Saturday, October 24, 2015

The Martian

Alternate Title:  Stand back!  I'm going to try Science!

One sentence synopsis:     An astrobiologist on one of the first manned missions to Mars is left behind during an evacuation and must figure out how to survive, contact NASA, and find a way home.

Things Havoc liked:  Welcome back, Sir Ridley Scott. I've really missed you.

I know we haven't had the easiest time, this last decade or so. I know I said some things that were unkind, maybe even unfair. I know your original vision for Robin Hood was a much more interesting film than the one Universal finally let you make, and I know it wasn't entirely your fault that it turned into a boring slog so dull that even the historian in me couldn't be bothered to take an interest. I know that you went into projects like Exodus: Gods and Kings and... *shudder*... Prometheus, with the best of intentions, and I tried, I really tried, Sir Ridley, to praise the good parts of those movies, the visual style that you've always been a master of, and the interesting concepts that you... attempted... to bring to the screen. I know that I wasn't very complementary about Prometheus in particular, Sir Ridley, but in my defense, you hurt me with that film, you hurt me and you hurt everyone that loved the Alien mythos you created. And I do love that mythos, Sir Ridley, just as I have loved so many of your films, from The Duelists to Blade Runner to Thelma & Louise to Gladiator, to the stunning, glorious, historical triumph that was your Director's Cut (not that mutilated theatrical version) of Kingdom of Heaven. I love so many of your films, Sir Ridley, and I want very much to carry on loving your films, and so when I heard that you were making a movie about hard science and space exploration, based on a book that my scientist friends all rave about, and featuring an army of great actors and a screenplay by Drew Goddard, who wrote World War Z and Cabin in the Woods and most of Netflix' Daredevil series, I got really excited. For all the things I've said, Sir Ridley, all I've ever wanted was for your movies to be great.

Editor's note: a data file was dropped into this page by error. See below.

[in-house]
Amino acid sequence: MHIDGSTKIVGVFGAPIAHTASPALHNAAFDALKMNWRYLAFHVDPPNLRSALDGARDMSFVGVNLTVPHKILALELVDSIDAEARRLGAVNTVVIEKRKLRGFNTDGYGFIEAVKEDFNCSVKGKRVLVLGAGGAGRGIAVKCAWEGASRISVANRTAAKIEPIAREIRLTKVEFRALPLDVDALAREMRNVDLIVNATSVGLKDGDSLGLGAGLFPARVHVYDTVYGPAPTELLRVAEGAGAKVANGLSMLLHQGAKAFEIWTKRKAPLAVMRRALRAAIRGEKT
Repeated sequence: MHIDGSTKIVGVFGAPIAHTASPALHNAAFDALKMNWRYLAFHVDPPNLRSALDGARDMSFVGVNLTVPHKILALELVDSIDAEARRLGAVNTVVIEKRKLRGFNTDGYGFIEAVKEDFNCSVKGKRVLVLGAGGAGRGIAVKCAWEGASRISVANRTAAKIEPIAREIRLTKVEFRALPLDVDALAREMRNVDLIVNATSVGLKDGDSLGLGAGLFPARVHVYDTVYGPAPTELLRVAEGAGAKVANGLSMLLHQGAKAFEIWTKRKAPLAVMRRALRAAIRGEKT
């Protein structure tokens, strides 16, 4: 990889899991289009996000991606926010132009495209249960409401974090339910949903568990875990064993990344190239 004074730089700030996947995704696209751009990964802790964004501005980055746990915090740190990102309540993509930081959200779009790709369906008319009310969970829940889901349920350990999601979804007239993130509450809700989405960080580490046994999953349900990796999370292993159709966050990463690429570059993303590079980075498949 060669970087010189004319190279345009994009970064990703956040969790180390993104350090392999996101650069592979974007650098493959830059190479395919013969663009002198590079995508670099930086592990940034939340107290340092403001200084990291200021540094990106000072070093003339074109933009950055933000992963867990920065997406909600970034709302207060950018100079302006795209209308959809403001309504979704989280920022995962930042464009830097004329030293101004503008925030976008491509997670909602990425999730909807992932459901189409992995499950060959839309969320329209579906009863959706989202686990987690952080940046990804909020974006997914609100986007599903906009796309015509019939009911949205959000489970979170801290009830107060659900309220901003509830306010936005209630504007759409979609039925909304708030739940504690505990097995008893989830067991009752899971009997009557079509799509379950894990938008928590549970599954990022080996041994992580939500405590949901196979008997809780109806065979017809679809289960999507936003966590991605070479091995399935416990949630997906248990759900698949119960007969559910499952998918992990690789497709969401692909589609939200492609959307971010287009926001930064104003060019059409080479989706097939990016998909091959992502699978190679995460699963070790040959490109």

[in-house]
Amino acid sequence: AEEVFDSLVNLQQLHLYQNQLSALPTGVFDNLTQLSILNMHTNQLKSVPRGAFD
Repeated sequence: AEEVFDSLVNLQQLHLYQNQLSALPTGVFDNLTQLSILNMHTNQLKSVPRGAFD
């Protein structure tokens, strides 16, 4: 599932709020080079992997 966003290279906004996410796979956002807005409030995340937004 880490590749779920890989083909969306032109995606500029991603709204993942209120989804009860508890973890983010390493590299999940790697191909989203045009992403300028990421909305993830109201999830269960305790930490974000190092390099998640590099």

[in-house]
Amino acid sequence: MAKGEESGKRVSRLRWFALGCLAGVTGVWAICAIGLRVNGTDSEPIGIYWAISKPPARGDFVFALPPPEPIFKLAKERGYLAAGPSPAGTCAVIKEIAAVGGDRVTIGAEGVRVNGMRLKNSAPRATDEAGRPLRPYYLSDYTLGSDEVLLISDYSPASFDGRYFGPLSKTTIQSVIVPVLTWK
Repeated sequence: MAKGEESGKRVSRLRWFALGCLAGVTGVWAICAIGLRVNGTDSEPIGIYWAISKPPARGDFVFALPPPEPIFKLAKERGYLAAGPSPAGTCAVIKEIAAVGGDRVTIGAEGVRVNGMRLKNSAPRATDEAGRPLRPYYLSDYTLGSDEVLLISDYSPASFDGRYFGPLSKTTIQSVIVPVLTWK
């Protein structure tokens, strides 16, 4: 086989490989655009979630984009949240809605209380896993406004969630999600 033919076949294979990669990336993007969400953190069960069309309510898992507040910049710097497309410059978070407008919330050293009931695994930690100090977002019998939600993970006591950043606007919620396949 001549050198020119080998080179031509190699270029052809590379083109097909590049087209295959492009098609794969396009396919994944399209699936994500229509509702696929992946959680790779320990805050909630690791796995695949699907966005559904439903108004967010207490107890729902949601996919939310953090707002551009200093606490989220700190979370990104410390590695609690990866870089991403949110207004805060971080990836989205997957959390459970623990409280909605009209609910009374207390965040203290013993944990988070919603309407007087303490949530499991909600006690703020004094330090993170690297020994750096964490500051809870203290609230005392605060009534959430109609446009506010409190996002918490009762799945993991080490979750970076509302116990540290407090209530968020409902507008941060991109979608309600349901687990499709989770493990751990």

So welcome back, Sir Ridley, from the bottom of my heart, welcome back. Let's never fight again.